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Black and white with M10 and M10 Monochrome


Mike Hawley

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I currently use an M10 and have used Lightroom to produce RAW B and W pictures which are to my eyes exceptional. My question is would an  M10 mono produce results that are discernibly different. I must confess that looking at the output of both cameras online (usually JPEG) I can see little or no difference. I would appreciate the forums opinions.

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One can use a phone camera for similar online pics.  Better to make prints with both using your own shooting, editing and print workflow. No two people will produce the same results… thankfully. Note, too, that one difference in the workflows will be due to the use of colored lens filters (M10M) vs ability to use color channels in post (M10). 

FWIW, the most significant benefit I realize from using my Monochrom(s) is a mindset derived from the lack of color distractions when looking for pics.  
 

Jeff

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vor 12 Stunden schrieb Jeff S:

most significant benefit I realize from using my Monochrom(s) is a mindset derived from the lack of color distractions

I imagine that this is a very important point. You are in that different mindset and when back in Lightroom you can not compare colour against  B/W as you have no colour.

To simulate that in my M11 I have set a special profile where I see only B/W in the Visoflex 2 EVF (without having JPG on; only DNGs). That is then half a Monochrom I imagine. But still I would love to own a pure Monochrom.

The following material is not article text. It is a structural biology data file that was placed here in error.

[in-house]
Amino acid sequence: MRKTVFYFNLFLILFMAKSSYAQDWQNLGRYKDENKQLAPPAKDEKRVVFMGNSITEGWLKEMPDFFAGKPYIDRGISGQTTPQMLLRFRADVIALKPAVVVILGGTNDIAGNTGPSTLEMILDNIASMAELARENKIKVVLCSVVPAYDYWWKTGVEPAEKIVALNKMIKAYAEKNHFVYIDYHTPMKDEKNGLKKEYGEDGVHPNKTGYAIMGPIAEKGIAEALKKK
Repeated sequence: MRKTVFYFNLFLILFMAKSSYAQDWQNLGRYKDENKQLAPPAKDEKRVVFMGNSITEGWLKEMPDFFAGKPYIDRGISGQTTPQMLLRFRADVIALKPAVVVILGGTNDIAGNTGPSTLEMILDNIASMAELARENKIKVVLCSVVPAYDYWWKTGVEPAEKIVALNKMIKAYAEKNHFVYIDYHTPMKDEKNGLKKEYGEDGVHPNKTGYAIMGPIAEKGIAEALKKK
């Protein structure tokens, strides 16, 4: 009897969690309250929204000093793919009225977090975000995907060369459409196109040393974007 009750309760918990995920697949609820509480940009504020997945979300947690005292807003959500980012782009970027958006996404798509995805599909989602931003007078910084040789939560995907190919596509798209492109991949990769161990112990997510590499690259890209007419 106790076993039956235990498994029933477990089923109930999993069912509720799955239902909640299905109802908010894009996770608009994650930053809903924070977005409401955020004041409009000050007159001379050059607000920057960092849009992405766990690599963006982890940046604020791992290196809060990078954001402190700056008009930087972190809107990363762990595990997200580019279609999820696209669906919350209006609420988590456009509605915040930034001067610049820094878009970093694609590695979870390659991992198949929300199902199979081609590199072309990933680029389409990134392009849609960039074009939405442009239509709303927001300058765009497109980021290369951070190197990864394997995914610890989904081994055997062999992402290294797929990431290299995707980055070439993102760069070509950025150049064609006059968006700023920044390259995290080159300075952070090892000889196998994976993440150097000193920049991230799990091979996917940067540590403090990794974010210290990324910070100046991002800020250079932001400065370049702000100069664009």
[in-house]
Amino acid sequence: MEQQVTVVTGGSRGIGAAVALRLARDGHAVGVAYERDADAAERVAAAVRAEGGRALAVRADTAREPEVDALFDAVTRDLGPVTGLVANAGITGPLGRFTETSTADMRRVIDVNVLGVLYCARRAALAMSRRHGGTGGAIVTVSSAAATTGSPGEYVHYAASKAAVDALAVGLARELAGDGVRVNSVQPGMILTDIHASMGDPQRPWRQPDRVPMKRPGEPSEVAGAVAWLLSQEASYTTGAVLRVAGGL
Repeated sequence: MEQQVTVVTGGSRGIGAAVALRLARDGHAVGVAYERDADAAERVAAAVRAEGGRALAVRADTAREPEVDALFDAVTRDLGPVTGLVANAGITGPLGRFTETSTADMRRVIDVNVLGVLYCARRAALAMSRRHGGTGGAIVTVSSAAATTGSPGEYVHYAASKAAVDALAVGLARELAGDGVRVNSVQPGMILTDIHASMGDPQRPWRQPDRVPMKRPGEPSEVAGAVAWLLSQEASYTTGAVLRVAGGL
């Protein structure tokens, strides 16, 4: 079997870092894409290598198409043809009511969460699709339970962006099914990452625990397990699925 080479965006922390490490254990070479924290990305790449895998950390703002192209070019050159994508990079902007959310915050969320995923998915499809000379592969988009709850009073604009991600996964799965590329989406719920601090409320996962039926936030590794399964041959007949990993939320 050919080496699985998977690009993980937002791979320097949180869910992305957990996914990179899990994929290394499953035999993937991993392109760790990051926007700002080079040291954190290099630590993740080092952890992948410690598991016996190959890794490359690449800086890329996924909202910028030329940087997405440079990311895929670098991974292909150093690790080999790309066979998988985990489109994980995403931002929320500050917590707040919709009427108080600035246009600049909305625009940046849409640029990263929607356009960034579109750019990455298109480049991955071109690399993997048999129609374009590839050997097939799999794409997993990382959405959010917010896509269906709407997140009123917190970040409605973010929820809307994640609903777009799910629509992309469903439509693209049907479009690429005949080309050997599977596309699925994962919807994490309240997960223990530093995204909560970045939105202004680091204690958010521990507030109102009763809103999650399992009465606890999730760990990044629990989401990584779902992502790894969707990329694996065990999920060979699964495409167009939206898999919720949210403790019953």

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17 minutes ago, M11 for me said:

I imagine that this is a very important point. You are in that different mindset and when back in Lightroom you can not compare colour against  B/W as you have no colour.

To simulate that in my M11 I have set a special profile where I see only B/W in the Visoflex 2 EVF (without having JPG on; only DNGs). That is then half a Monochrom I imagine. But still I would love to own a pure Monochrom.

 

The difference with a Monochrom, for me, is similar to days with my film M’s loaded with b/w film; there is NO color shooting option (Photoshop tricks aside).  I had/have no problem visualizing scenes in b/w tones (“seeing” in b&w); that’s not the issue. With a traditional digital M, however, the option still exists to shoot color, and I can be occasionally distracted by paying attention to potential pics using colors, which as we know have zero effect on black and white tonalities. I could use discipline to ignore this temptation, but it was only after I bought an MM that I found out that having NO color option created a unique mindset and true discipline. Others might have different experiences, but that’s mine.